"Patients with stroke of unknown origin should have at least 21 days of MCOT monitoring to reliably detect paroxysmal atrial fibrillation in order to reduce their risk of future stroke," Miller said.

Co-authors are: Muhib Khan, M.D.; Lonni Schultz, Ph.D.; Jennifer R. Simpson, M.D.; Andrew Russman, D.O.; and Mitsias Panayiotis, M.D., Ph.D.


Story Source:

The above story is based on materials provided by American Heart Association. Note: Materials may be edited for content and length.


Cite This Page:

American Heart Association. "Erratic heart rhythm may account for some unexplained strokes." ScienceDaily. ScienceDaily, 2 February 2012. <www.sciencedaily.com/releases/2012/02/120202094600.htm>.
American Heart Association. (2012, February 2). Erratic heart rhythm may account for some unexplained strokes. ScienceDaily. Retrieved April 17, 2014 from www.sciencedaily.com/releases/2012/02/120202094600.htm
American Heart Association. "Erratic heart rhythm may account for some unexplained strokes." ScienceDaily. www.sciencedaily.com/releases/2012/02/120202094600.htm (accessed April 17, 2014).

Share This



More Health & Medicine News

Thursday, April 17, 2014

Featured Research

from universities, journals, and other organizations


Featured Videos

from AP, Reuters, AFP, and other news services

Obama: 8 Million Healthcare Signups

Obama: 8 Million Healthcare Signups

AP (Apr. 17, 2014) President Barack Obama gave a briefing Thursday announcing 8 million people have signed up under the Affordable Care Act. He blasted continued Republican efforts to repeal the law. (April 17) Video provided by AP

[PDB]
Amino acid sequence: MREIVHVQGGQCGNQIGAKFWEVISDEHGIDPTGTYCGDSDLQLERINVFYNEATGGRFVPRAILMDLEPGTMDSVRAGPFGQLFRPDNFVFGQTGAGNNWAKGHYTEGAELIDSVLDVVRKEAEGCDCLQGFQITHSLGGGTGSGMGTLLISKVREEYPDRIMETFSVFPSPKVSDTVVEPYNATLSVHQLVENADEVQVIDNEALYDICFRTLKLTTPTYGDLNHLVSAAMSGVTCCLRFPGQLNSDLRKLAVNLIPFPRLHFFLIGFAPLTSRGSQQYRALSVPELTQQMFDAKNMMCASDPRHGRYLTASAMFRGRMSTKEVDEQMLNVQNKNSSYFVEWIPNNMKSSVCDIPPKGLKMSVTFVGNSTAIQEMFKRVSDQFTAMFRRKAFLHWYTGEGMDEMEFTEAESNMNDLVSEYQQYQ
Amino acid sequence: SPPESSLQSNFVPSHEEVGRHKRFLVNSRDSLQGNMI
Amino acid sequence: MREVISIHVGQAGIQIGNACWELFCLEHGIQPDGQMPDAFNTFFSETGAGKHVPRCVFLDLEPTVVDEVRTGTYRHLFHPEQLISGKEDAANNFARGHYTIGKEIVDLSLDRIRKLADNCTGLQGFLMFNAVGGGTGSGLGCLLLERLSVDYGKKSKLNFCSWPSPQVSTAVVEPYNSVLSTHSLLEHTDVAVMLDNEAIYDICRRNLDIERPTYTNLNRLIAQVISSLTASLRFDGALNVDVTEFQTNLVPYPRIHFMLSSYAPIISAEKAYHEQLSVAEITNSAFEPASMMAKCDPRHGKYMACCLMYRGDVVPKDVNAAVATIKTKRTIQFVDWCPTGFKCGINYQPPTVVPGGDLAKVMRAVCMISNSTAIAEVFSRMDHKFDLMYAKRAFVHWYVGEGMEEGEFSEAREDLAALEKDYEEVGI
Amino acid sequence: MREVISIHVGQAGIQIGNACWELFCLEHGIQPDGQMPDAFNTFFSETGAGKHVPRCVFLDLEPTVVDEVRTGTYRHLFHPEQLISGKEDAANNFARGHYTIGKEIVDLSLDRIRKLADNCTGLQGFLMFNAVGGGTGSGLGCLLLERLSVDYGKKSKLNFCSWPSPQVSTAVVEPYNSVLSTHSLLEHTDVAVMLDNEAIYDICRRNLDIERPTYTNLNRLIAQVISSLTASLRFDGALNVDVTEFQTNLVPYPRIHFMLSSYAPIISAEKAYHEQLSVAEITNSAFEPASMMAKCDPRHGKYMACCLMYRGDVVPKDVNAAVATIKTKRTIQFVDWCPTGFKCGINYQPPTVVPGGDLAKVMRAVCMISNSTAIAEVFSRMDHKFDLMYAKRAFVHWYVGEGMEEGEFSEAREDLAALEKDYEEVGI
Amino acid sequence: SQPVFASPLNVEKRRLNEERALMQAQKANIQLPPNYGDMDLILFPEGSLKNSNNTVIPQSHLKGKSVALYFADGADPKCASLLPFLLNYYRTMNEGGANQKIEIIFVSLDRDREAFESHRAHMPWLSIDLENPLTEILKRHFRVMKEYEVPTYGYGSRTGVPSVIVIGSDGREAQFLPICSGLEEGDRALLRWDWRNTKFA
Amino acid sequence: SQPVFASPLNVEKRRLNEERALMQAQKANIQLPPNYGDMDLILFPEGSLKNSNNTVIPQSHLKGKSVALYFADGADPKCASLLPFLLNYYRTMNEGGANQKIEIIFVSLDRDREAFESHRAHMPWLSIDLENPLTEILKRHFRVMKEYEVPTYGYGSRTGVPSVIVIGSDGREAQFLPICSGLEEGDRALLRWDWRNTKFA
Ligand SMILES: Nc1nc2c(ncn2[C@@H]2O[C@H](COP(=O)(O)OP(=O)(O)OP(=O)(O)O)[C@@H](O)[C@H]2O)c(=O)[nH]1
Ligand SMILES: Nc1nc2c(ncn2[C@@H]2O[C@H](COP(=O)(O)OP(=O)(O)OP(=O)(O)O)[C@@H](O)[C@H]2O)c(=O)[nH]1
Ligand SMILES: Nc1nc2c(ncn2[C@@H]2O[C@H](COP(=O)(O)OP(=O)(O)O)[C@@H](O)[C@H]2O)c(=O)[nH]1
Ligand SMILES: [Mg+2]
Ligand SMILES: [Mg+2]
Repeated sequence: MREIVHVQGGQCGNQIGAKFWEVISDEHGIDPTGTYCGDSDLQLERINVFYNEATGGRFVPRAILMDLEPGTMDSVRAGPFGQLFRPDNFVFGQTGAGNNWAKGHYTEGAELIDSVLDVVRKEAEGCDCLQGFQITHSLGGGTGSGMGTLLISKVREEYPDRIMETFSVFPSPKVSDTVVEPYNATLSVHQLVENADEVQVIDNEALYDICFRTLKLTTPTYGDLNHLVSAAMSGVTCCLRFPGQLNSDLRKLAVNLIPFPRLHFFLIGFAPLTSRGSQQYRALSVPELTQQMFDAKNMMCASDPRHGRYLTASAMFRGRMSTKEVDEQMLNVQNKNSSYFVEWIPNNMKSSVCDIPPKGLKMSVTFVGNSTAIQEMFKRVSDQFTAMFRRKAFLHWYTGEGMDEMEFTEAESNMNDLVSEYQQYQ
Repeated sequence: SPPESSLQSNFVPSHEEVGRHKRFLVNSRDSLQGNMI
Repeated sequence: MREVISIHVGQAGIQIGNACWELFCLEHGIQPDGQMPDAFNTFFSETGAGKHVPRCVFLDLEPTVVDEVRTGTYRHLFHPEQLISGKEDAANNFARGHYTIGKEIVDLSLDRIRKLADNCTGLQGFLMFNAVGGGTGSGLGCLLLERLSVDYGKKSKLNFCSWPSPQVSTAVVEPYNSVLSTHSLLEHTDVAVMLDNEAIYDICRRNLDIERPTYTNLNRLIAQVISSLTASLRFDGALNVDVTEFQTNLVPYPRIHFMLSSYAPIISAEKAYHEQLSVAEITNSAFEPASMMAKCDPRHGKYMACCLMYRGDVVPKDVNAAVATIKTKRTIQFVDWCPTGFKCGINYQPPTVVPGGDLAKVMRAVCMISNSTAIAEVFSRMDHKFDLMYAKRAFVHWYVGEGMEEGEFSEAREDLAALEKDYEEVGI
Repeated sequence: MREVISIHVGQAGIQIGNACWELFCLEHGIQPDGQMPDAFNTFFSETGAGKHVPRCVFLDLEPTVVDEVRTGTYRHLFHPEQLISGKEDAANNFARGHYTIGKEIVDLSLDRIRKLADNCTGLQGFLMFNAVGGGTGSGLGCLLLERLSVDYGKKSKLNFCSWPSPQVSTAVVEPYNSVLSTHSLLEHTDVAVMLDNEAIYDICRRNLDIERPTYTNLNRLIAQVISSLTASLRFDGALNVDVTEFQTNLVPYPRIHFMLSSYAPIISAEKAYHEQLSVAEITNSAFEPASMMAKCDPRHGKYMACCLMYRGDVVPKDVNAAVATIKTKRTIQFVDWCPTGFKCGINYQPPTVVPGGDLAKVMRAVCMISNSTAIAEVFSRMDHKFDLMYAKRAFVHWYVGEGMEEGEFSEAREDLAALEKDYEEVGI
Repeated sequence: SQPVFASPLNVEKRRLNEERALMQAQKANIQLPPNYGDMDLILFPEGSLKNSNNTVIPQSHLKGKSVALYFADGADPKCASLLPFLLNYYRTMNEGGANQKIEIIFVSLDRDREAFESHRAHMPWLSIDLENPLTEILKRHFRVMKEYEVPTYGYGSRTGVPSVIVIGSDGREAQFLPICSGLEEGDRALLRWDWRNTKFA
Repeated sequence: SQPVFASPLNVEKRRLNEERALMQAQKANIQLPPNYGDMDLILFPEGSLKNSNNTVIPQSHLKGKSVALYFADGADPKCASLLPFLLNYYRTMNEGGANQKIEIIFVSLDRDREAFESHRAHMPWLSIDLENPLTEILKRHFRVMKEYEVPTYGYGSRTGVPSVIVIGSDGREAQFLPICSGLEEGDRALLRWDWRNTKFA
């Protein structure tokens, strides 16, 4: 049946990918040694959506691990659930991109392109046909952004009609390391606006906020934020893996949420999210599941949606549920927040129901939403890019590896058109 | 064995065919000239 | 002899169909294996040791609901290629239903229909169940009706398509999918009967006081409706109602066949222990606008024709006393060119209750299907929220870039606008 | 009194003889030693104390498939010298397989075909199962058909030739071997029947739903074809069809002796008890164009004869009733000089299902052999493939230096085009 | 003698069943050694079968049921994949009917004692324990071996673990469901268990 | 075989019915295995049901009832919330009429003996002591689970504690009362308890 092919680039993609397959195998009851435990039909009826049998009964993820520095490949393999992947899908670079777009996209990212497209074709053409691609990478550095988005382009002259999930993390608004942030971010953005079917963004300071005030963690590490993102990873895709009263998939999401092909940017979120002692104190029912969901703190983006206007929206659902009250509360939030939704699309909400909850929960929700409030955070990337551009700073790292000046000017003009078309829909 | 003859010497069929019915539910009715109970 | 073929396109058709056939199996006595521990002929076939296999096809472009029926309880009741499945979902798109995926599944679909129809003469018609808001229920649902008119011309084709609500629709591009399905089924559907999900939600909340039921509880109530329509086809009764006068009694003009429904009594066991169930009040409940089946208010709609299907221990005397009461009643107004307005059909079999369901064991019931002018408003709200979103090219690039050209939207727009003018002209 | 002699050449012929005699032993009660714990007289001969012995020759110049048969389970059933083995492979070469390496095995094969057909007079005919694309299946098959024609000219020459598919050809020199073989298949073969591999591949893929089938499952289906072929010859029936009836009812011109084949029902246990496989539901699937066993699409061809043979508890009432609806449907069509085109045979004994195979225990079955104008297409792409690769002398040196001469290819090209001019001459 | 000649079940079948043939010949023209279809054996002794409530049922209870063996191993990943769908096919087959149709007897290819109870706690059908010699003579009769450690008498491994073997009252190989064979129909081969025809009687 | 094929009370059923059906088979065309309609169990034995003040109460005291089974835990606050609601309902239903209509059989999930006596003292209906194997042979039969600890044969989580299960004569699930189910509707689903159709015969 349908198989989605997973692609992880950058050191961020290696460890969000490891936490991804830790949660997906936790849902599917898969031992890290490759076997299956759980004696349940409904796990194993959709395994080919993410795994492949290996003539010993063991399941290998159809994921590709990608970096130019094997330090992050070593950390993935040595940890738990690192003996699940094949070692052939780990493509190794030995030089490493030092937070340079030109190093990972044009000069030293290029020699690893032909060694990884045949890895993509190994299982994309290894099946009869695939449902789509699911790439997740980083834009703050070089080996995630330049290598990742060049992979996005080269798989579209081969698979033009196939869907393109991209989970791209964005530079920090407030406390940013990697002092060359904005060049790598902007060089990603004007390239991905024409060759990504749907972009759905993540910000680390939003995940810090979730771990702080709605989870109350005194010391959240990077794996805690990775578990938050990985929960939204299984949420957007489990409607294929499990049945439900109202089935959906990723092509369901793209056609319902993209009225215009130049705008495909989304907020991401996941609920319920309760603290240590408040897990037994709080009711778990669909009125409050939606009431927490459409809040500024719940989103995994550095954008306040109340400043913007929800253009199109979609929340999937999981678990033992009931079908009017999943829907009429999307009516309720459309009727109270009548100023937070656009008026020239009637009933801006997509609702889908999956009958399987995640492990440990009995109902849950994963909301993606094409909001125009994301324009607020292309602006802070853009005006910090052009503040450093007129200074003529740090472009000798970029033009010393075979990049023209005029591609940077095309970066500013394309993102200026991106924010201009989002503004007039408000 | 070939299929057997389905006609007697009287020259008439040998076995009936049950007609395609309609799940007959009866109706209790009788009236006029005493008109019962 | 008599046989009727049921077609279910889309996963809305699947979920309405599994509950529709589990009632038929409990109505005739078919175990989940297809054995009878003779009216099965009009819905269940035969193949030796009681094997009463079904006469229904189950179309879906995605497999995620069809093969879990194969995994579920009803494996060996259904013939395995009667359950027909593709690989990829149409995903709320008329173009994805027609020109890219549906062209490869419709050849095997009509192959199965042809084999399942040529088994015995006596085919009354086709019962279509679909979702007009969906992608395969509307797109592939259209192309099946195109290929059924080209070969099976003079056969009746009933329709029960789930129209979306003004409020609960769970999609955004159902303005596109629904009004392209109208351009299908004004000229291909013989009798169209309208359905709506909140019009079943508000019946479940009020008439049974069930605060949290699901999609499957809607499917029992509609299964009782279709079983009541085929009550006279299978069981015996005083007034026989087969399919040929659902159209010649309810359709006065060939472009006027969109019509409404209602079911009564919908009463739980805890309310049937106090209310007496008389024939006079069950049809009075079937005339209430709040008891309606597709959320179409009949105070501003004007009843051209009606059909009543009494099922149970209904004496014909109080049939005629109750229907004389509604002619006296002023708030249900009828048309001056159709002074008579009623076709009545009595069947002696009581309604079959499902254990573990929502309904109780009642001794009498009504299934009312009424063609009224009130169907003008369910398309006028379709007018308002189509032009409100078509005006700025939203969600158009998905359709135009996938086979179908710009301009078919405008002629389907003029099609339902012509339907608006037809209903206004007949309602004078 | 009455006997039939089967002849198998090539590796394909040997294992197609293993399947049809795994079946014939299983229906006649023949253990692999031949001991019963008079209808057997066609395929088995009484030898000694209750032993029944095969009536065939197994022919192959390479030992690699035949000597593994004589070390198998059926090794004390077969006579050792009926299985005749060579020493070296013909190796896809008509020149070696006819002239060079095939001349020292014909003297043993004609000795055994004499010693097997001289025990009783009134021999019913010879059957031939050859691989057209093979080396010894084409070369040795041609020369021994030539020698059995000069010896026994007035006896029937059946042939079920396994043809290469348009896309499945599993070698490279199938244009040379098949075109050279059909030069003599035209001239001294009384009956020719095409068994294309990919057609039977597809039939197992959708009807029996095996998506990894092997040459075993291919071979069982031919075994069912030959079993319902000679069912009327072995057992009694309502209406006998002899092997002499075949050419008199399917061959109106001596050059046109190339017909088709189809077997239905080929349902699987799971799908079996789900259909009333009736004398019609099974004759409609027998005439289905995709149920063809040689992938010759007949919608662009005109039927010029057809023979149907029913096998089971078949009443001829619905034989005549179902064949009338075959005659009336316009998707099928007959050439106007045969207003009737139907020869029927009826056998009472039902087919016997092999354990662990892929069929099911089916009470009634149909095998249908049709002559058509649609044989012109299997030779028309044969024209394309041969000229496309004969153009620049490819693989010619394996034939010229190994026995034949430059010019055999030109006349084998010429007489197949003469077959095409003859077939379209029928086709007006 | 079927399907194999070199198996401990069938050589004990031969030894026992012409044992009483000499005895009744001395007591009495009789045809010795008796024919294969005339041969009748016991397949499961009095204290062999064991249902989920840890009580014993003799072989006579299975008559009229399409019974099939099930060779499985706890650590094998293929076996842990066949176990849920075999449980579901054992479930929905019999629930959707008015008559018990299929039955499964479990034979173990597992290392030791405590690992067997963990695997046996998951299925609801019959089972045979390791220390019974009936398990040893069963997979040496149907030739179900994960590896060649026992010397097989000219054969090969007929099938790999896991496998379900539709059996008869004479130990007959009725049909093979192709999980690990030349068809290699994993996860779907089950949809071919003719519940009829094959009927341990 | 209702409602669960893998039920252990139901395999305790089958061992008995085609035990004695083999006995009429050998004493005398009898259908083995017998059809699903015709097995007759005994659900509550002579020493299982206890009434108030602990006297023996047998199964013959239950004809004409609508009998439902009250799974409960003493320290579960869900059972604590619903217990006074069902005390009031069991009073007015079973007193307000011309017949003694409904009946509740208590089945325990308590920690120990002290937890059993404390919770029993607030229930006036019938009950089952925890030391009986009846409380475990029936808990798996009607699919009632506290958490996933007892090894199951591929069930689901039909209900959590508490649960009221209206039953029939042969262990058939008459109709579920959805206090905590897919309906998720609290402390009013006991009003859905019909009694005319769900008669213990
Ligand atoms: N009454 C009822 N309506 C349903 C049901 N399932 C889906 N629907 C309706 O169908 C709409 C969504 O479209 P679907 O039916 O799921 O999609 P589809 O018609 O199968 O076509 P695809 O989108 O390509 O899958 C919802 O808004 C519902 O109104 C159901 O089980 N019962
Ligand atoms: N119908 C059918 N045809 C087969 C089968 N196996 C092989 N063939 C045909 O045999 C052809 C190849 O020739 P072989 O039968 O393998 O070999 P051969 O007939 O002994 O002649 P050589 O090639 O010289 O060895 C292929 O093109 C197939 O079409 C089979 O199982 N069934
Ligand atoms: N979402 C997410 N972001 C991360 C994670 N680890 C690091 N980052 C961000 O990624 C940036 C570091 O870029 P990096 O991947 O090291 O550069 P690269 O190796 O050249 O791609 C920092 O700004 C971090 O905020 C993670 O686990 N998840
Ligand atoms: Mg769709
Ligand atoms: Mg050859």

Powered by NewsLook.com
Is Apathy A Sign Of A Shrinking Brain?

Is Apathy A Sign Of A Shrinking Brain?

Newsy (Apr. 17, 2014) A recent study links apathetic feelings to a smaller brain. Researchers say the results indicate a need for apathy screening for at-risk seniors. Video provided by Newsy
Powered by NewsLook.com
Could Even Casual Marijuana Use Alter Your Brain?

Could Even Casual Marijuana Use Alter Your Brain?

Newsy (Apr. 16, 2014) A new study conducted by researchers at Northwestern and Harvard suggests even casual marijuana use can alter your brain. Video provided by Newsy
Powered by NewsLook.com
Thousands Of Vials Of SARS Virus Go Missing

Thousands Of Vials Of SARS Virus Go Missing

Newsy (Apr. 16, 2014) A research institute in Paris somehow misplaced more than 2,000 vials of the deadly SARS virus. Video provided by Newsy
Powered by NewsLook.com

Search ScienceDaily

Number of stories in archives: 140,361

Find with keyword(s):
Enter a keyword or phrase to search ScienceDaily for related topics and research stories.

Save/Print:
Share:

Breaking News:
from the past week

In Other News

... from NewsDaily.com

Science News

Health News

Environment News

Technology News



Save/Print:
Share:

Free Subscriptions


Get the latest science news with ScienceDaily's free email newsletters, updated daily and weekly. Or view hourly updated newsfeeds in your RSS reader:

Get Social & Mobile


Keep up to date with the latest news from ScienceDaily via social networks and mobile apps:

Have Feedback?


Tell us what you think of ScienceDaily -- we welcome both positive and negative comments. Have any problems using the site? Questions?
Mobile: iPhone Android Web
Follow: Facebook Twitter Google+
Subscribe: RSS Feeds Email Newsletters
Latest Headlines Health & Medicine Mind & Brain Space & Time Matter & Energy Computers & Math Plants & Animals Earth & Climate Fossils & Ruins